We have a SAAS application where reporting and other print jobs are generated on our application servers and then sent to CUPS print queues. The queue prints to printers at the client sites via IP printing; so far everything works fine.

However, we have a new requirement with a new customer. They want a print job to print to the printer closest to the current workstation in use. These are a group of 8 shared workstations, each workstation has two printers near by: a laser printer and a thermal label printer. The printers are connected to the network and have their own IP address. They support IP printing.

Since a user comes in a just selects an open workstation. We can't tie printers to users. How do we identify a workstation and map its nearby printers. It's easy enough to once we id a workstation to make a database table that stored it nearby printers that we can query but how do we ID the workstation?

Cookie? What happens if they delete all the browser history? Other ideas?


Maybe I'm misunderstanding this, but from what I read as soon as you identify the workstation you can build a static map of the printers nearby? If so, why not use the IP of the workstation as an identifier. It should be straight-forward to read it from the HTTP request.

As for a bit of a more exotic solution. If your network setup is fairly formal in that those printers nearby will probably share a common router/switch, you could trace route from the SAAS server to the workstation (1) and then to each printer (2). Then matching up (1) and (2) and finding those that have the closest switch to the end IP should give you the closest printer.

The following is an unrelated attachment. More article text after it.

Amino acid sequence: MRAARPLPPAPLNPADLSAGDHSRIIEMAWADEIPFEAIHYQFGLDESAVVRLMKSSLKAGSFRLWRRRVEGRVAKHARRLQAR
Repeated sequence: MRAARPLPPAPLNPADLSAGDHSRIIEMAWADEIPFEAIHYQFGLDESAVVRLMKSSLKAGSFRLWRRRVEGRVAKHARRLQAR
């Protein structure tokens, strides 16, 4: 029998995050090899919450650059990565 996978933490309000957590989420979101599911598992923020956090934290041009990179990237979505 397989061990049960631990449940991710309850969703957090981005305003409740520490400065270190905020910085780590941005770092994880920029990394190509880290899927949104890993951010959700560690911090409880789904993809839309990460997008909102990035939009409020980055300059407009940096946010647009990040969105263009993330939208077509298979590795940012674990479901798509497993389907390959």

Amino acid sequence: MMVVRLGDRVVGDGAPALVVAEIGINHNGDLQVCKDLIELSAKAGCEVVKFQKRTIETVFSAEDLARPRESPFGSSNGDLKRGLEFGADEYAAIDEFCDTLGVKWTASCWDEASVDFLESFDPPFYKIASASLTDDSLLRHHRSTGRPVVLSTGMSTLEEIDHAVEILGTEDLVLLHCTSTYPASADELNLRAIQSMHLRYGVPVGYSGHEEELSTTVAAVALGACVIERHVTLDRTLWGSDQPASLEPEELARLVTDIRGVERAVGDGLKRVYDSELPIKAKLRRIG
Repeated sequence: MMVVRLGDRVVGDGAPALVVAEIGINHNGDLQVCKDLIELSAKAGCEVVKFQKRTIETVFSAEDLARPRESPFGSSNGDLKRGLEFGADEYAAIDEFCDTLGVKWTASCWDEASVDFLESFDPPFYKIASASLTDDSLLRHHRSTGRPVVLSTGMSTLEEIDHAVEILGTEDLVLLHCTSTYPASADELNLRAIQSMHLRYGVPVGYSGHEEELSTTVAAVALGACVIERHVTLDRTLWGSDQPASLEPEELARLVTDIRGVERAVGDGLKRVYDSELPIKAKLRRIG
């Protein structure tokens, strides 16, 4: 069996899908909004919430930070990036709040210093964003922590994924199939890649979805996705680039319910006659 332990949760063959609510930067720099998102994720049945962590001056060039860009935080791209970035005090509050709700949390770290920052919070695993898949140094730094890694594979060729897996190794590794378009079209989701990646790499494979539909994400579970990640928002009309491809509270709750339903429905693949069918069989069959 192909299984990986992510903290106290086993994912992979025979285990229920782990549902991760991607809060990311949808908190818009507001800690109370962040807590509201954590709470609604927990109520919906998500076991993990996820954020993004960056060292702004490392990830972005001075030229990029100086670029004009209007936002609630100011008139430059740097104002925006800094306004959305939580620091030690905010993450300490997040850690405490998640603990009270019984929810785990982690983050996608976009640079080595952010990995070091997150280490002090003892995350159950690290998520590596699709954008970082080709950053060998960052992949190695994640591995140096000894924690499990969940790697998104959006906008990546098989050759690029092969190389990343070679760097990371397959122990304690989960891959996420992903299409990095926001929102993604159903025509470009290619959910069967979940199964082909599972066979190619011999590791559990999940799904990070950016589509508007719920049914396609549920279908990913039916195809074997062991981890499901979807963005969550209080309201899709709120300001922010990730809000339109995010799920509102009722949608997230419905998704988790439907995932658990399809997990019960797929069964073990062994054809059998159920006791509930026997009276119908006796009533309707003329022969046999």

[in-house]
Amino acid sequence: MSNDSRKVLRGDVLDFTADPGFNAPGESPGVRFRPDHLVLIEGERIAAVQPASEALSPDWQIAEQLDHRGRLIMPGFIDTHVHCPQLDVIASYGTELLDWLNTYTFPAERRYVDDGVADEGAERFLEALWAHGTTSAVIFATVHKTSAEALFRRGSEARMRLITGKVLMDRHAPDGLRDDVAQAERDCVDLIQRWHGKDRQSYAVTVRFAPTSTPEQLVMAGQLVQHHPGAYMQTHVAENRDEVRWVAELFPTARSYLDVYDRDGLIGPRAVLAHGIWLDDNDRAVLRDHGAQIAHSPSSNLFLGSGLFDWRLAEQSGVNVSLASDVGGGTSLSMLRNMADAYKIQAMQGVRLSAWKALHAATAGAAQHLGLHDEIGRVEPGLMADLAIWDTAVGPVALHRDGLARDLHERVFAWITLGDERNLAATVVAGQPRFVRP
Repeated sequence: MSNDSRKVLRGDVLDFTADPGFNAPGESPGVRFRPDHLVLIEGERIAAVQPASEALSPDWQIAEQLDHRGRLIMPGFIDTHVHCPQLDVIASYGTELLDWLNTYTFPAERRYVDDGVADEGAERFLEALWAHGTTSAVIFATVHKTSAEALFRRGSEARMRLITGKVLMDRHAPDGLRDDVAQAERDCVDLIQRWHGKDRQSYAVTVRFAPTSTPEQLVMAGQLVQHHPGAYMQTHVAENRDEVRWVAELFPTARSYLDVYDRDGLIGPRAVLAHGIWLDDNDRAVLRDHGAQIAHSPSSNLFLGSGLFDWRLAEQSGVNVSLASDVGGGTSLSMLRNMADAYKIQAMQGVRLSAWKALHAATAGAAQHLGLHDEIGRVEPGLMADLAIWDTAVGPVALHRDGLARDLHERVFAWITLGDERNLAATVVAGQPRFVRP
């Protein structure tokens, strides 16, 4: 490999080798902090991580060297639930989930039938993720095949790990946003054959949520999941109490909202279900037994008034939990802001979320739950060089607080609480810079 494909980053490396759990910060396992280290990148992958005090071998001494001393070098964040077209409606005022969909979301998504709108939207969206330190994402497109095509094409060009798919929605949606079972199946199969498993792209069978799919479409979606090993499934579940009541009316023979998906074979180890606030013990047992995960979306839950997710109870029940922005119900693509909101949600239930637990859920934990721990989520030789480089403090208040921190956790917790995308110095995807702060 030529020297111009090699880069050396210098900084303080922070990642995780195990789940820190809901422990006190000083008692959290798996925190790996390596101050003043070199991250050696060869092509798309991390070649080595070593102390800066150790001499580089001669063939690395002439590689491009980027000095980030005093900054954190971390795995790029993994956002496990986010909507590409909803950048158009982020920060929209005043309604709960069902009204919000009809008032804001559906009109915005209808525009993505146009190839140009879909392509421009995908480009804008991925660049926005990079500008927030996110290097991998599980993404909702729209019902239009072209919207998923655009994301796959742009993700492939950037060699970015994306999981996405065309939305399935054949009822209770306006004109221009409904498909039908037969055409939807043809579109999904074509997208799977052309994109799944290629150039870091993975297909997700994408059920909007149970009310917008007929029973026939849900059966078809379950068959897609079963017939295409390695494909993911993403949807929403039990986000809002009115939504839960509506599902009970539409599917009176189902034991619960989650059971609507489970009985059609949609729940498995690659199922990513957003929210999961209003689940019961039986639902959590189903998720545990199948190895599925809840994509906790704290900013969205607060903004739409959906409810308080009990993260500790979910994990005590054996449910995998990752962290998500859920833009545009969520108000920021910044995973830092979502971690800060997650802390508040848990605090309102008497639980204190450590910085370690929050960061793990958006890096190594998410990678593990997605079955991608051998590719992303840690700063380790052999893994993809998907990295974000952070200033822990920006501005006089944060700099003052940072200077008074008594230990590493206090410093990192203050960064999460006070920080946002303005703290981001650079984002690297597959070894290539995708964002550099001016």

So let's say workstation A and printer A are closest they are connected to switch B which over a few hops is connected to switch C and that's also where your servers are connected.

(1) should look something like this:

Hop 1: Server IP 
Hop .....
Hop 2: Switch M
Hop .....
Hop n-1: Switch A
Hop m: Workstation A

One of the routers from (2) should share the last two hops

Hop n: Switch A
Hop m: Workstation A

Therefore take a printer where m-n is the smallest number.

I would certainly go for the static IP to printer solution because it is simple, but in case that is not an option, then maybe the latter is. But this is only if the network setup is large and formal enough.

HTH Alex

Can't get the workstation IP all we get is the external address, the customer network is NAT'ed. We figured out that the port is consistent for a session, but there is no way to map a port to what machine is active. Make sense?
Ross R
Oh ok that changes everything. I though you were on your own LAN. Let me try another answer :)

How about using this technique to get the IP address of the client using JavaScript then sending it back to the server:

You could then map IP to the port on the NAT and have a unique mapping. He actually describes a very similar problem to yours.